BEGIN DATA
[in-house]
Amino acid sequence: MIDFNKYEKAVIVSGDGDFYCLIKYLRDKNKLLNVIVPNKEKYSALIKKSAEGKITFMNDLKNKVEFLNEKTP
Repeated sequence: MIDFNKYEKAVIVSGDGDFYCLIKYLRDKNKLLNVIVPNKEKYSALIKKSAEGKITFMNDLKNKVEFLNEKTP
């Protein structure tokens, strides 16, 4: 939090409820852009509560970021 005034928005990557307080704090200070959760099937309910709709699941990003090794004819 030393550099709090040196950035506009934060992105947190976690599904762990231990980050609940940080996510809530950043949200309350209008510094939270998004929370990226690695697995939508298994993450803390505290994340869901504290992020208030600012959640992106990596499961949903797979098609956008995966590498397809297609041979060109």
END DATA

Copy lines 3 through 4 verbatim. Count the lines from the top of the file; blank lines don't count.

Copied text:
Repeated sequence: MIDFNKYEKAVIVSGDGDFYCLIKYLRDKNKLLNVIVPNKEKYSALIKKSAEGKITFMNDLKNKVEFLNEKTP
């Protein structure tokens, strides 16, 4: 939090409820852009509560970021 005034928005990557307080704090200070959760099937309910709709699941990003090794004819 030393550099709090040196950035506009934060992105947190976690599904762990231990980050609940940080996510809530950043949200309350209008510094939270998004929370990226690695697995939508298994993450803390505290994340869901504290992020208030600012959640992106990596499961949903797979098609956008995966590498397809297609041979060109």